Over­com­ing road­blocks, bit­coin takes flight again

The Korea Times - - WORLD BUSINESS -

PARIS (AFP) — Bit­coin may be in for a sus­tained record run as it over­comes key ob­sta­cles, ex­perts said Thurs­day af­ter the cryp­tocur­rency set a new record high.

Even bit­coin fans were plagued by doubts over the sum­mer when Chi­nese reg­u­la­tors cracked down on ex­changes trad­ing the vir­tual cur­rency and a dis­pute among de­vel­op­ers gave birth to a new ver­sion, split­ting the mar­ket of the bud­ding cur­rency.

In Septem­ber, bank­ing reg­u­la­tors in Bei­jing and Shang­hai or­dered lo­cal cryp­tocur­rency ex­changes to shut down.

But ob­servers say they are now de­tect­ing a re­think by the Chi­nese au­thor­i­ties, caus­ing bit­coin on Thurs­day to surge past the $5,000 level for the first time since its launch eight years ago.

Around 1530 GMT its value based on a bas­ket of trad­ing ex­changes cal­cu­lated by Bloomberg was $5,247.02, up from $4,829.29 late Wed­nes­day.

This rep­re­sents a rise of 400 per­cent this year alone.

Un­cer­tainty didn’t last

Should ru­mors re­ported in state me­dia be con­firmed, then what is by far the most well-known and traded of more than 1,000 so-called cryp­tocur­ren­cies could soar to even greater heights, ex­perts pre­dict.

“There has been a pe­riod of un­cer­tainty but that has not lasted. China rep­re­sents more than 60 per­cent of trad­ing and the ques­tion of their reg­u­la­tion, as ev­ery­where, has made a big­ger im­pact,” said Greg Revenu, of Bryan, Garnier &Co.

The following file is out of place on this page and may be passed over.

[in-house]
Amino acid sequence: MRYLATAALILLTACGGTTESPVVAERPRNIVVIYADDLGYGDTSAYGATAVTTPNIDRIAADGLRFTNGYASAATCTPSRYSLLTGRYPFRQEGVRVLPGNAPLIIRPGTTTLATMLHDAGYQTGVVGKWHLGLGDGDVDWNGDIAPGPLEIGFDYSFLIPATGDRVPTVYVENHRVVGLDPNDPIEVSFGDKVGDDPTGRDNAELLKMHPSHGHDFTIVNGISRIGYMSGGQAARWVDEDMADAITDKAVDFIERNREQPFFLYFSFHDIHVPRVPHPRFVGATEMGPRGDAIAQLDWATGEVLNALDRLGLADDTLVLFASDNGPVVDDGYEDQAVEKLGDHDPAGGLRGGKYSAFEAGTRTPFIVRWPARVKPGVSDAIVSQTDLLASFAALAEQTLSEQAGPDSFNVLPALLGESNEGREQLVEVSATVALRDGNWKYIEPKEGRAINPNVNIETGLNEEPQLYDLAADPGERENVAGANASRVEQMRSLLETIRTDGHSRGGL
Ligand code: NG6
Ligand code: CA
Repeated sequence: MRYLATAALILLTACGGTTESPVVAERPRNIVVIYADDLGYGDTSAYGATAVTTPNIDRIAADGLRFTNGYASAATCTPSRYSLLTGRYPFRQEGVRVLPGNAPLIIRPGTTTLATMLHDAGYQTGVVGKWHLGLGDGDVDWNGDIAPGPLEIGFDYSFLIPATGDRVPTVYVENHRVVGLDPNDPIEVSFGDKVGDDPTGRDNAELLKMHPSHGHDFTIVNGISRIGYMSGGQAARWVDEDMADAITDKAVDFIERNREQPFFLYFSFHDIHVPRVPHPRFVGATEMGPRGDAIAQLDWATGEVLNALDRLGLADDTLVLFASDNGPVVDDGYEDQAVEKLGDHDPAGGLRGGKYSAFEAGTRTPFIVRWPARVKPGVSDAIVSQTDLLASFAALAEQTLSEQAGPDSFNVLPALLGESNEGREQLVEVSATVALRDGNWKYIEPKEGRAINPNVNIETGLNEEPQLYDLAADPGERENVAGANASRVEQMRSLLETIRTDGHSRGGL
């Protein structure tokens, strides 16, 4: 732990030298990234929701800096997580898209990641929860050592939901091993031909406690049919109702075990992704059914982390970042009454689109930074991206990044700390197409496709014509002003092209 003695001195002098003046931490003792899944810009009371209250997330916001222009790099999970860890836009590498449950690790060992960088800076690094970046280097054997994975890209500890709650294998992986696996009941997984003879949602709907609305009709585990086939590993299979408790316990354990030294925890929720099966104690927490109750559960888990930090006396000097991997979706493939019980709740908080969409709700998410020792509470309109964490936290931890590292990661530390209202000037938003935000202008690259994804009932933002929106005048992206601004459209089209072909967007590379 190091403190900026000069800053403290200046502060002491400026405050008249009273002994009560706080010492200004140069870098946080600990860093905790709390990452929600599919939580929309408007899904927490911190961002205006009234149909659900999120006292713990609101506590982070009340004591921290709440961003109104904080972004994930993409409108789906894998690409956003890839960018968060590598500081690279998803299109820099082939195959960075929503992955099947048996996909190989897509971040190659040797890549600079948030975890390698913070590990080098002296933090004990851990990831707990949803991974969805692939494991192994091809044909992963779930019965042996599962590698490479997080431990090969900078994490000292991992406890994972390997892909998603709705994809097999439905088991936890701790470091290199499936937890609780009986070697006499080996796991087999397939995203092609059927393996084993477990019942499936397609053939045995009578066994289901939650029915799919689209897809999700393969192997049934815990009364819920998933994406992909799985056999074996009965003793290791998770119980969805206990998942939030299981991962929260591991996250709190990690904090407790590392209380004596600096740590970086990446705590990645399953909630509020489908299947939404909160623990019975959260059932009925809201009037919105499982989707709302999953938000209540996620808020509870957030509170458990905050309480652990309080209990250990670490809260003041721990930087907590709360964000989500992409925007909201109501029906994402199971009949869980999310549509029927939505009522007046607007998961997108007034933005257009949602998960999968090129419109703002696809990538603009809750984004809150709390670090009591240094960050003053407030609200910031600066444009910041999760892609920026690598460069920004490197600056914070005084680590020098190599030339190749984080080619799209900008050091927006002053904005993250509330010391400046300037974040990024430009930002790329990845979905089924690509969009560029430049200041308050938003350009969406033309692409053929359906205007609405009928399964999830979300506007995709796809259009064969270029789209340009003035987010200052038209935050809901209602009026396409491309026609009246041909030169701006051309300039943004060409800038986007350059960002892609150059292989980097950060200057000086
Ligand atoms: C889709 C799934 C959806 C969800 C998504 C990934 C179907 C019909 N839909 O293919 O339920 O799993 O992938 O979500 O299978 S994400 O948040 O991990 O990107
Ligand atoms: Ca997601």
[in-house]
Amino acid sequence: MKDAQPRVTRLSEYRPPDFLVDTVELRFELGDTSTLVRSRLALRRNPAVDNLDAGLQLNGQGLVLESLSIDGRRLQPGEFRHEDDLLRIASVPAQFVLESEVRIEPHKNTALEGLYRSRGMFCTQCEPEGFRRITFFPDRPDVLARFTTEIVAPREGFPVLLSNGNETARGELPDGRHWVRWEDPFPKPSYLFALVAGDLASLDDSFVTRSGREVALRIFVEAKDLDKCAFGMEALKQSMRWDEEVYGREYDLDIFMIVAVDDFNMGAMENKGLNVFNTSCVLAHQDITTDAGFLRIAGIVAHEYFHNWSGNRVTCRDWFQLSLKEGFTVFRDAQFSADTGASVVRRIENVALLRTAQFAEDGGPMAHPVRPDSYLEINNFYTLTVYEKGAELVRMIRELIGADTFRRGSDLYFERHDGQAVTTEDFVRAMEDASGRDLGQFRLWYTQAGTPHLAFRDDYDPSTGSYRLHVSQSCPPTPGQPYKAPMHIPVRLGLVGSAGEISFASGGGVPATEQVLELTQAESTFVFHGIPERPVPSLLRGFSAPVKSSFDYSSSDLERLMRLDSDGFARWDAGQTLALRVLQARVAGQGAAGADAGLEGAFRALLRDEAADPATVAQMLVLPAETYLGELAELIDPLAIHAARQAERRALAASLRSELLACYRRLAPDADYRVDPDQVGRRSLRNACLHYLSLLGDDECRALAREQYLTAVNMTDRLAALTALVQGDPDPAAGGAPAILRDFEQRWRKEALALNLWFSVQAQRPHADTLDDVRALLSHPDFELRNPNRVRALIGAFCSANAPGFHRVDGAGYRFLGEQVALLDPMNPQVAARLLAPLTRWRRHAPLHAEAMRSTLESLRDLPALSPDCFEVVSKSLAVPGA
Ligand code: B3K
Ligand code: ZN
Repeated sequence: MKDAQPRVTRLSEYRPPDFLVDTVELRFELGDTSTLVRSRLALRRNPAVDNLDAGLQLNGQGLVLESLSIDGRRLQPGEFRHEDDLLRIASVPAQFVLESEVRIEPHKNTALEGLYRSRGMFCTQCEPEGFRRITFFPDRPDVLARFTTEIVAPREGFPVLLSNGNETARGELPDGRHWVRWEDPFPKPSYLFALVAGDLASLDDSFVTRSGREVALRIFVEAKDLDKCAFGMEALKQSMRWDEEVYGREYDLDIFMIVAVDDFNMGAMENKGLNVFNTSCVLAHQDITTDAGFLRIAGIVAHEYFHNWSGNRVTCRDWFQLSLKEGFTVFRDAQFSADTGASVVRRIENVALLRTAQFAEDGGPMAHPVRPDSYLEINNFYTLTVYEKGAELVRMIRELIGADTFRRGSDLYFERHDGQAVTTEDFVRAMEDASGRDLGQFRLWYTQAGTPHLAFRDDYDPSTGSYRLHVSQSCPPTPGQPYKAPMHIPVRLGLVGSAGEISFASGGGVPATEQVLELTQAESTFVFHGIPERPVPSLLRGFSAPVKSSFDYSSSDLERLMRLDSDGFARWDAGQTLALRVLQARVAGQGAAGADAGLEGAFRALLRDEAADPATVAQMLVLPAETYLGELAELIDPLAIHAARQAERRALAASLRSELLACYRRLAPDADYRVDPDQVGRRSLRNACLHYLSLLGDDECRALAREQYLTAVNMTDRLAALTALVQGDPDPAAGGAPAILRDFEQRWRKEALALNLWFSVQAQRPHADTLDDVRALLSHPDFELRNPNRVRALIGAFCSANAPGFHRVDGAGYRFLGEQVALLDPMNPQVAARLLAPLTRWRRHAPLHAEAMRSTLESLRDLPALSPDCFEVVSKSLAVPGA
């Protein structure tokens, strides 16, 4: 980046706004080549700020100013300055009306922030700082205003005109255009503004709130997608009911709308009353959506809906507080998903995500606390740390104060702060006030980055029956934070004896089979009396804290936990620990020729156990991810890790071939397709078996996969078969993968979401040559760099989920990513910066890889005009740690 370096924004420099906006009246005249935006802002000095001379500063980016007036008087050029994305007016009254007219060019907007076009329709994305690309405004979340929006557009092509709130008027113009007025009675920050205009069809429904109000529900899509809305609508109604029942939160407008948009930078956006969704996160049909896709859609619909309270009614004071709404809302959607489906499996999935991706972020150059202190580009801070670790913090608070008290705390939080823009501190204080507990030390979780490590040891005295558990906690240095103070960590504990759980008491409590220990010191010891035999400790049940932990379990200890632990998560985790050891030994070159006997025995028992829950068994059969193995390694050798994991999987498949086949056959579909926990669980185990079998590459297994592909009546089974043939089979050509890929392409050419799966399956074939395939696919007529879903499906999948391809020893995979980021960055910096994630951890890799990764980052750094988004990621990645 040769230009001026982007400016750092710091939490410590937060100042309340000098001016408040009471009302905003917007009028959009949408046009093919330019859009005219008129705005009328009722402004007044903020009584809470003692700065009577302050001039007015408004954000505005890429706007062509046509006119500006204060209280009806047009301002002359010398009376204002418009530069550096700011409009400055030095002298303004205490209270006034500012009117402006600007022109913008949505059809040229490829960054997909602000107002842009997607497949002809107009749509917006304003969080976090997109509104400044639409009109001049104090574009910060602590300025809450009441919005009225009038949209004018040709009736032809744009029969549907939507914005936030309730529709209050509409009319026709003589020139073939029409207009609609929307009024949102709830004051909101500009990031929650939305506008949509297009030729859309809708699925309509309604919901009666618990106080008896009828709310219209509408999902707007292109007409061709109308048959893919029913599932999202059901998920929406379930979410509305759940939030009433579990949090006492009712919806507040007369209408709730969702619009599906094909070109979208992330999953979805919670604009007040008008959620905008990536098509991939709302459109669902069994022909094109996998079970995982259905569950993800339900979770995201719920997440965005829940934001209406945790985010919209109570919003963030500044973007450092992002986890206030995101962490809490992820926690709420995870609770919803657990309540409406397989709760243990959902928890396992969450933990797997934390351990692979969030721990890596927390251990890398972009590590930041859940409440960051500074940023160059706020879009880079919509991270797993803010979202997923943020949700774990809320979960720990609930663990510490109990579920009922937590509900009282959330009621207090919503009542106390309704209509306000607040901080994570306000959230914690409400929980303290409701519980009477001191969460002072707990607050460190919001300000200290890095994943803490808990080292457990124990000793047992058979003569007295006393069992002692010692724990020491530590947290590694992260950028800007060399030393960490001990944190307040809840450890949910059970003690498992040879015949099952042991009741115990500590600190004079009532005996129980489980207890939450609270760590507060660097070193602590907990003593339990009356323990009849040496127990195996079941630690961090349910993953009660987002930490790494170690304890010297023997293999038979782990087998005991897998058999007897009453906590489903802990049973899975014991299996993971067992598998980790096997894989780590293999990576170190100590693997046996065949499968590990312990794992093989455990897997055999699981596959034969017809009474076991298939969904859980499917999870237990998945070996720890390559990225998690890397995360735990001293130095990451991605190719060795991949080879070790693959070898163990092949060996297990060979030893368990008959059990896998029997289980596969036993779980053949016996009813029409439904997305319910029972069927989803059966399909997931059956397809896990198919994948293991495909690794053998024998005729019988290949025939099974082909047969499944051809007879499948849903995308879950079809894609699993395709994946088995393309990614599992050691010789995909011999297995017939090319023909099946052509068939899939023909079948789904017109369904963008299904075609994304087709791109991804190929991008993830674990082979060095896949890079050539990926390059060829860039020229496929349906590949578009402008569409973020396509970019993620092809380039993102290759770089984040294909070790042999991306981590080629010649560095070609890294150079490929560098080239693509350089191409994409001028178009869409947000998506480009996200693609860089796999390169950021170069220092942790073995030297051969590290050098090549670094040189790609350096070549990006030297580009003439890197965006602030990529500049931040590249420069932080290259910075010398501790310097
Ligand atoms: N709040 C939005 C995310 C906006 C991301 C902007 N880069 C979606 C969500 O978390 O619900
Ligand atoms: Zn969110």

The vir­tual cur­rency is cre­ated through blockchain tech­nol­ogy, which pub­licly records trans­ac­tion de­tails in­clud­ing the unique al­phanu­meric strings that iden­tify buy­ers and sell­ers — tech­nol­ogy which is gain­ing in­creas­ing cur­rency among banks and com­pa­nies. “Min­ing” the coins is a very prof­itable but long, ex­pen­sive, and en­ergy-in­ten­sive process re­quir­ing pow­er­ful servers.

Be­tween 60 and 70 per­cent of new bit­coins are mined in China, where the lo­cal leader Bit­main has im­pos­ing in­fra­struc­ture.

The bit­coin sup­ply is capped at 21 million units, some 17 million of which have al­ready been mined.

Bei­jing’s crack­down saw bit­coin’s price plunge some 40 per­cent be­fore re­cov­er­ing, the lat­est move in its roller­coaster ex­is­tence which be­gan in 2009, when it was worth just a hand­ful of cents. Even at the start of this year it was worth ’only’ $966.

Its volatil­ity has led many fi­nan­cial ob­servers to sug­gest the cur­rent bull run is another spec­u­la­tive bub­ble which could well lead to a cor­rec­tive sell­off.

Two Chi­nese trad­ing plat­forms, Okcoin and BTC China, con­trol about 22 per­cent of the global bit­coin mar­ket.

Bit­coin is not gen­er­ally rec­og­nized as a cur­rency — lack­ing a home coun­try, cen­tral bank or treasury — although its real world use is con­stantly in­creas­ing.

Another key player in the crypto cur­rency is Rus­sia, where Pres­i­dent Vladimir Putin on Wed­nes­day spoke of a “risk” that vir­tual cur­ren­cies — of­ten as­so­ci­ated with so-called anony­mous ‘dark web’ deal­ings — could rep­re­sent.

AFP-Yon­hap

This file photo shows an im­age of Bit­coin and U.S. cur­ren­cies dis­played on a screen.

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